Although it may seems like there are contradictions in my list, there are, in fact,  none.  It’s a perfect top-ten list.  I hope you enjoy it and are able to take something educational away with you from the experience.


1.  Creativity and entertainment are more important than applicability, facts or actual usability.  Go crazy!

2.  Interesting visuals are nice, particularly if they include a hottie (male or female depending on your target readers), or a picture of a cat doing something crazy.  The pictures should, even if loosely, be related to the topic or tip.

cat-comstume-2The best visuals are a combination of hot babes and cats.

3. Originality is overrated.  Focus on topics that people are familiar with.  People don’t want to learn something new, rather they want their beliefs confirmed.

4.  Keep entries short.  A long entry just provides more material for other people to prove you wrong.

5.  Try to refer to at least one “expert” in your list.   Jane Spilousia, Lead Tip Master with the Tip Institute of Toronto says, “Experts give your tips acumen and authority. If in doubt, find an expert to make your tip pertinent.”

6. Don’t share personal anecdotes, and beware of using your personal experiences as proof.  Trust me   – I tried this on my last Top 10 list and it didn’t work.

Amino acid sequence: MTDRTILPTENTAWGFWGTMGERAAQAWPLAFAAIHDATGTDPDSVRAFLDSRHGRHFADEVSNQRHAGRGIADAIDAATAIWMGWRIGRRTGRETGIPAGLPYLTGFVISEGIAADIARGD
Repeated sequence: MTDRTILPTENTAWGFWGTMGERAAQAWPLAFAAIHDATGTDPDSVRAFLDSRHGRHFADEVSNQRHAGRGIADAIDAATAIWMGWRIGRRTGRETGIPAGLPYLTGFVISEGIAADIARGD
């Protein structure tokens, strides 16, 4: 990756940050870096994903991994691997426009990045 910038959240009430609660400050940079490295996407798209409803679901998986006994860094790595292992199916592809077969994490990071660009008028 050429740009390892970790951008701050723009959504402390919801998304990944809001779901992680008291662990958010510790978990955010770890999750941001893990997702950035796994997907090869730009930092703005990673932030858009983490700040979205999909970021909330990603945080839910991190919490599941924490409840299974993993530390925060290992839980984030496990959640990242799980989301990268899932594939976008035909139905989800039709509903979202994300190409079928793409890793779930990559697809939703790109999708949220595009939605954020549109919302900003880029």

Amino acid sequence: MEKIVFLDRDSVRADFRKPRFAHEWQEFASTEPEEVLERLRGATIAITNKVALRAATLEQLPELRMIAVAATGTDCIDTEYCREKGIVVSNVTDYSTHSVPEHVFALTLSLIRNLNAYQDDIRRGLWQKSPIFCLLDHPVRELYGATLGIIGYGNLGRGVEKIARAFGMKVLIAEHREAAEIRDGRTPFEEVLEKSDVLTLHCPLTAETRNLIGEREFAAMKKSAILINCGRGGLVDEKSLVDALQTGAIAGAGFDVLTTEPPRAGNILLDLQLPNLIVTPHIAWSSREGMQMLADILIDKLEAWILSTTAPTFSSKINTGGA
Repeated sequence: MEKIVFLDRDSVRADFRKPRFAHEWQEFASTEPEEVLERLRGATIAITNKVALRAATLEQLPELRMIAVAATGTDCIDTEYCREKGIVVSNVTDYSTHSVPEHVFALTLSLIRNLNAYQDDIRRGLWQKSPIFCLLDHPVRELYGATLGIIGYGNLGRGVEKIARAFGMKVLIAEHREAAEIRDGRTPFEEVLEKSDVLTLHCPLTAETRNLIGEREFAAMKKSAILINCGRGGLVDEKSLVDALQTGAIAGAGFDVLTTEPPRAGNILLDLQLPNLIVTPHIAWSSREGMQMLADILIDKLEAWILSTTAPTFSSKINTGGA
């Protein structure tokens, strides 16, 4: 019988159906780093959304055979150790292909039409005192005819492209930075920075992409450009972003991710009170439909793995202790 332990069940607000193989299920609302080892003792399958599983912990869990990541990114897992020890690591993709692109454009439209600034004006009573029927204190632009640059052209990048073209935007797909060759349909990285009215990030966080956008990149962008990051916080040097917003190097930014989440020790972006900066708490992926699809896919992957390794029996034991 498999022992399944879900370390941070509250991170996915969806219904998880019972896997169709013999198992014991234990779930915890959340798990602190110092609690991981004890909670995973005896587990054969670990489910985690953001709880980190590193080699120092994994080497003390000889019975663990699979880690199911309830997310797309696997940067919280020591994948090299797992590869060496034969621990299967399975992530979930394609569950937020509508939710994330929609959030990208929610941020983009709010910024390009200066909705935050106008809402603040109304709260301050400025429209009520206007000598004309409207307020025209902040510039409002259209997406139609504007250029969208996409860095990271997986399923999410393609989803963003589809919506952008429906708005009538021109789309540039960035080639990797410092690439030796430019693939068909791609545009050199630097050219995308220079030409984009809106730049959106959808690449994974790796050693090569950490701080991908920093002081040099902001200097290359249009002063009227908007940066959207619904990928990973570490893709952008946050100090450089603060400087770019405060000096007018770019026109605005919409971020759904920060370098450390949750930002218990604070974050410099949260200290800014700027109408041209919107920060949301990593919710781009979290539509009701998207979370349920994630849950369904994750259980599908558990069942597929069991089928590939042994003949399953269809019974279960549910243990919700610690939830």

7.  Borrow from historical sources.  If you become stuck for tips to share just remember that the internet is your playground.  Ignore what others have told you; there is no such thing as plagarism on the internet.

8. Maintain your authority.  If you receive critical responses to your list, either delete the responses or chastize and humiliate the person who criticized you (preferably using an alias).  This will show other readers how masterful and in control you are.

9.  Give yourself a deadline, and stick to it.  Don’t worry about having a concise, accurate list with the absolute “top 10” tips. The important thing is production; get that post on the web where it’s needed!  Be willing to embrace tip #1, rather than strive for total accuracy and relevancy.  By utilizing tip #’s  5 + 8 your list will remain relevant.

10.  Avoid being witty.  Most readers are stupid anyway, and won’t get the joke.  Don’t waste your time on them with your best work when any old junk will do.

Bonus:  Always have a bonus tip.  Why?  No one really knows, it’s just something that all top 10 list makers do.  You don’t want to stand out from the crowd, do you?

May 4, 2009 at 2:55 pm 11 comments

Officially Official

I’ve decided to take a hiatus from writing on Canadian Fermentation for awhile. It might be for a week, possibly a month, or maybe longer.

There are changes happening in my life – positive changes – but I want to focus on them for awhile.

Thanks,

C.F.

March 13, 2009 at 11:32 pm 8 comments

Great Canadian Moustaches

Whew.  I’ve just spent an exhaustive five-minutes researching the bounty that is the webernet to bring to you, Dear Reader, a history of Great Canadian Moustaches.

I know!  I’m very excited as well.

Let’s get to it:

Coureur des Bois:

courierddubois

The Coureur des Bois were French fur traders in 17th century North America.  They began to disappear in the early part of the 18th century due to being over trapped for their luxurious moustaches, which brought in great sums of money on the European market.

Sam Steele: